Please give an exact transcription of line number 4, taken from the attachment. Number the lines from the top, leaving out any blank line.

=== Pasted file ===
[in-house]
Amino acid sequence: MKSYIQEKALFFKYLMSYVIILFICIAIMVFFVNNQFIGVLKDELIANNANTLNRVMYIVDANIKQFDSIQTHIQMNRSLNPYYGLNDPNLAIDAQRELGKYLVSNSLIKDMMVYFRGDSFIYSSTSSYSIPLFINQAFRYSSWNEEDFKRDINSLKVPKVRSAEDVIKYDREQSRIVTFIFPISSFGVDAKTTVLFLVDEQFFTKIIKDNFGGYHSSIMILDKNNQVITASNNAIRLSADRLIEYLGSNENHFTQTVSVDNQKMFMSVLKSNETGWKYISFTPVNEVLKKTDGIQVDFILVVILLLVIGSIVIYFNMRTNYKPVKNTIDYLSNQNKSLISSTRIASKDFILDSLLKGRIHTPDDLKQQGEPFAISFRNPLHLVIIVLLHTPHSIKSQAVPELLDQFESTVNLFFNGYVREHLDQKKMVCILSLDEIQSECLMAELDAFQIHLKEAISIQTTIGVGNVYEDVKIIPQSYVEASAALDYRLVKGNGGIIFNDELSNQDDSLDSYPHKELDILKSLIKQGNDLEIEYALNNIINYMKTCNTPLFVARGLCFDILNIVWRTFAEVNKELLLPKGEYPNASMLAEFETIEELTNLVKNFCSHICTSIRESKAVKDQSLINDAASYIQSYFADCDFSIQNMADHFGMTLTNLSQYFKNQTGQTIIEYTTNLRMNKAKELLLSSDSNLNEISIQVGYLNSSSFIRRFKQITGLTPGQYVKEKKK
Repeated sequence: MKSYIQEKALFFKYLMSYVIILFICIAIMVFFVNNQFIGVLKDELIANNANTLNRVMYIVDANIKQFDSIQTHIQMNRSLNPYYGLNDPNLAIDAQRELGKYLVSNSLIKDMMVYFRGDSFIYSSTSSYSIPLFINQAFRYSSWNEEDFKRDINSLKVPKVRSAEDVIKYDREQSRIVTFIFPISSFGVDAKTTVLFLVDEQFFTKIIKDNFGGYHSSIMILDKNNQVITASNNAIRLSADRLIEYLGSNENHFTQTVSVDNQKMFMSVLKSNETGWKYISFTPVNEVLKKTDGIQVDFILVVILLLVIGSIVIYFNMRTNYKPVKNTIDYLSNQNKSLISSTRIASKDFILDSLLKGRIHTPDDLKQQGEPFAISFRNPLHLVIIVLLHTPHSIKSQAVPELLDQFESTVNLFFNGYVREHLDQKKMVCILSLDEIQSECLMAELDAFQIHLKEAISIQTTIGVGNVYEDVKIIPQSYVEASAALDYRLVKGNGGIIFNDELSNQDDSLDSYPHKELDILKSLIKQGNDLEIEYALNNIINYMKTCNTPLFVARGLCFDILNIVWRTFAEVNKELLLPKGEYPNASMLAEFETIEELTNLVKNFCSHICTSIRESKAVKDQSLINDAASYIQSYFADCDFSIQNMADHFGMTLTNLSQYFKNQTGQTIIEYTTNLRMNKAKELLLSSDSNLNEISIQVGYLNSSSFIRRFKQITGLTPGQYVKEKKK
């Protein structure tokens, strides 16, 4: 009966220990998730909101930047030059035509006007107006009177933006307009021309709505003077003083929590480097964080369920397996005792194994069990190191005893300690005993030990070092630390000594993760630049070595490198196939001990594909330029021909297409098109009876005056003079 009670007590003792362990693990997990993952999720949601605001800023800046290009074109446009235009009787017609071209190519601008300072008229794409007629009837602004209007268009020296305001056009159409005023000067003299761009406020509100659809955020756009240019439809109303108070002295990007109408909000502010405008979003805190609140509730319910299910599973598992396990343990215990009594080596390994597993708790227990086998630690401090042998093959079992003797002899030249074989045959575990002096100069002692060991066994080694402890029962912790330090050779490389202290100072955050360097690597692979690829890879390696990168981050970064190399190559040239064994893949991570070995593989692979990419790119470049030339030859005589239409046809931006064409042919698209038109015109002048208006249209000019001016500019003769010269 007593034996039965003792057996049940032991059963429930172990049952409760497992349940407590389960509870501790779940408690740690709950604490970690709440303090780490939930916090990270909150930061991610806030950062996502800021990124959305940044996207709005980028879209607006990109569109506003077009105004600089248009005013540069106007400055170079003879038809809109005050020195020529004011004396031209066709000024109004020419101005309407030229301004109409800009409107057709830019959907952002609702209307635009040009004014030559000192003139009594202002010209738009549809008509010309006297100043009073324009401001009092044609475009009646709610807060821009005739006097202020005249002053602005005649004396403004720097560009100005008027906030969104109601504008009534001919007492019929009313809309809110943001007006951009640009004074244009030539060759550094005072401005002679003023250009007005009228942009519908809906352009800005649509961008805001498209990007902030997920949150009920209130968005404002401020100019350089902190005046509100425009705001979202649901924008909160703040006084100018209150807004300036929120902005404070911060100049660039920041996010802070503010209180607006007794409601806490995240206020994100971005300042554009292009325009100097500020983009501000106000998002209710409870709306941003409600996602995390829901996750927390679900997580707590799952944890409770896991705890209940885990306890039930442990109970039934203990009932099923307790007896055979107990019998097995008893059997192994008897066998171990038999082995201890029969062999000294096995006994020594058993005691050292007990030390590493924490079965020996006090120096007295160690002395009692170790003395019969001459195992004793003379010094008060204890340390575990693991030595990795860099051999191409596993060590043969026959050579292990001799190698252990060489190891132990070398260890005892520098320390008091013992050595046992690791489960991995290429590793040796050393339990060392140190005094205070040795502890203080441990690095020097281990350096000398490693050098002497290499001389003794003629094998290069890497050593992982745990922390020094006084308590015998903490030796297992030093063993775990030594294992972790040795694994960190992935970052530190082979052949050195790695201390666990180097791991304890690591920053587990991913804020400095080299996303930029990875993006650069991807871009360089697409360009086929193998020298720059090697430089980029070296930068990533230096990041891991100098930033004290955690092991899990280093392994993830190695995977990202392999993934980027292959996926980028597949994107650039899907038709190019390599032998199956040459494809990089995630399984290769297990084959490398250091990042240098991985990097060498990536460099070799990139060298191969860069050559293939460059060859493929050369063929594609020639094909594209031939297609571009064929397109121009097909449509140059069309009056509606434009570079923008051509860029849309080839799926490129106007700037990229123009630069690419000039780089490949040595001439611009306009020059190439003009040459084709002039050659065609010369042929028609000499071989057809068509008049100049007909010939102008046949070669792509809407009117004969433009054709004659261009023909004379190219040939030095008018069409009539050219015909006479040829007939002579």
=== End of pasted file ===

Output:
């Protein structure tokens, strides 16, 4: 009966220990998730909101930047030059035509006007107006009177933006307009021309709505003077003083929590480097964080369920397996005792194994069990190191005893300690005993030990070092630390000594993760630049070595490198196939001990594909330029021909297409098109009876005056003079 009670007590003792362990693990997990993952999720949601605001800023800046290009074109446009235009009787017609071209190519601008300072008229794409007629009837602004209007268009020296305001056009159409005023000067003299761009406020509100659809955020756009240019439809109303108070002295990007109408909000502010405008979003805190609140509730319910299910599973598992396990343990215990009594080596390994597993708790227990086998630690401090042998093959079992003797002899030249074989045959575990002096100069002692060991066994080694402890029962912790330090050779490389202290100072955050360097690597692979690829890879390696990168981050970064190399190559040239064994893949991570070995593989692979990419790119470049030339030859005589239409046809931006064409042919698209038109015109002048208006249209000019001016500019003769010269 007593034996039965003792057996049940032991059963429930172990049952409760497992349940407590389960509870501790779940408690740690709950604490970690709440303090780490939930916090990270909150930061991610806030950062996502800021990124959305940044996207709005980028879209607006990109569109506003077009105004600089248009005013540069106007400055170079003879038809809109005050020195020529004011004396031209066709000024109004020419101005309407030229301004109409800009409107057709830019959907952002609702209307635009040009004014030559000192003139009594202002010209738009549809008509010309006297100043009073324009401001009092044609475009009646709610807060821009005739006097202020005249002053602005005649004396403004720097560009100005008027906030969104109601504008009534001919007492019929009313809309809110943001007006951009640009004074244009030539060759550094005072401005002679003023250009007005009228942009519908809906352009800005649509961008805001498209990007902030997920949150009920209130968005404002401020100019350089902190005046509100425009705001979202649901924008909160703040006084100018209150807004300036929120902005404070911060100049660039920041996010802070503010209180607006007794409601806490995240206020994100971005300042554009292009325009100097500020983009501000106000998002209710409870709306941003409600996602995390829901996750927390679900997580707590799952944890409770896991705890209940885990306890039930442990109970039934203990009932099923307790007896055979107990019998097995008893059997192994008897066998171990038999082995201890029969062999000294096995006994020594058993005691050292007990030390590493924490079965020996006090120096007295160690002395009692170790003395019969001459195992004793003379010094008060204890340390575990693991030595990795860099051999191409596993060590043969026959050579292990001799190698252990060489190891132990070398260890005892520098320390008091013992050595046992690791489960991995290429590793040796050393339990060392140190005094205070040795502890203080441990690095020097281990350096000398490693050098002497290499001389003794003629094998290069890497050593992982745990922390020094006084308590015998903490030796297992030093063993775990030594294992972790040795694994960190992935970052530190082979052949050195790695201390666990180097791991304890690591920053587990991913804020400095080299996303930029990875993006650069991807871009360089697409360009086929193998020298720059090697430089980029070296930068990533230096990041891991100098930033004290955690092991899990280093392994993830190695995977990202392999993934980027292959996926980028597949994107650039899907038709190019390599032998199956040459494809990089995630399984290769297990084959490398250091990042240098991985990097060498990536460099070799990139060298191969860069050559293939460059060859493929050369063929594609020639094909594209031939297609571009064929397109121009097909449509140059069309009056509606434009570079923008051509860029849309080839799926490129106007700037990229123009630069690419000039780089490949040595001439611009306009020059190439003009040459084709002039050659065609010369042929028609000499071989057809068509008049100049007909010939102008046949070669792509809407009117004969433009054709004659261009023909004379190219040939030095008018069409009539050219015909006479040829007939002579």